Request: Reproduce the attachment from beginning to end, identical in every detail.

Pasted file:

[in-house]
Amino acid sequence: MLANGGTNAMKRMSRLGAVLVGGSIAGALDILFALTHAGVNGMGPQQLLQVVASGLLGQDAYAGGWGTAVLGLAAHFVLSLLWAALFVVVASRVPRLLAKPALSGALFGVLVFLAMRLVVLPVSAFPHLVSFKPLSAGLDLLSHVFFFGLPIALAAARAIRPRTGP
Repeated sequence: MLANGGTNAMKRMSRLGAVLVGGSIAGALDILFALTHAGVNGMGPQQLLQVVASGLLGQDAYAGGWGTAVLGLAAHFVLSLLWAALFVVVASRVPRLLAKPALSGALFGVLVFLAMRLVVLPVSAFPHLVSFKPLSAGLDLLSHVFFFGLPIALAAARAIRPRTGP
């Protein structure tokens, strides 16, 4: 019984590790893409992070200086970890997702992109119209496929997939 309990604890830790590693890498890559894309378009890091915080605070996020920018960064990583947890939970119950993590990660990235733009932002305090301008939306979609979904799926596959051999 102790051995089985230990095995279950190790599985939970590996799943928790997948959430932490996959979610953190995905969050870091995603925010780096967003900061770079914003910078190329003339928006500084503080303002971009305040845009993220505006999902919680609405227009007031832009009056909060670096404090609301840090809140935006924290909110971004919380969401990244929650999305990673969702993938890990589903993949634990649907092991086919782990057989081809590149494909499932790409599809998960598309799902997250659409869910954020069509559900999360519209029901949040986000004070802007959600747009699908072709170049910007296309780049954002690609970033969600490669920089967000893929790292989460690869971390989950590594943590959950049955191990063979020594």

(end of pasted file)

[in-house]
Amino acid sequence: MLANGGTNAMKRMSRLGAVLVGGSIAGALDILFALTHAGVNGMGPQQLLQVVASGLLGQDAYAGGWGTAVLGLAAHFVLSLLWAALFVVVASRVPRLLAKPALSGALFGVLVFLAMRLVVLPVSAFPHLVSFKPLSAGLDLLSHVFFFGLPIALAAARAIRPRTGP
Repeated sequence: MLANGGTNAMKRMSRLGAVLVGGSIAGALDILFALTHAGVNGMGPQQLLQVVASGLLGQDAYAGGWGTAVLGLAAHFVLSLLWAALFVVVASRVPRLLAKPALSGALFGVLVFLAMRLVVLPVSAFPHLVSFKPLSAGLDLLSHVFFFGLPIALAAARAIRPRTGP
């Protein structure tokens, strides 16, 4: 019984590790893409992070200086970890997702992109119209496929997939 309990604890830790590693890498890559894309378009890091915080605070996020920018960064990583947890939970119950993590990660990235733009932002305090301008939306979609979904799926596959051999 102790051995089985230990095995279950190790599985939970590996799943928790997948959430932490996959979610953190995905969050870091995603925010780096967003900061770079914003910078190329003339928006500084503080303002971009305040845009993220505006999902919680609405227009007031832009009056909060670096404090609301840090809140935006924290909110971004919380969401990244929650999305990673969702993938890990589903993949634990649907092991086919782990057989081809590149494909499932790409599809998960598309799902997250659409869910954020069509559900999360519209029901949040986000004070802007959600747009699908072709170049910007296309780049954002690609970033969600490669920089967000893929790292989460690869971390989950590594943590959950049955191990063979020594």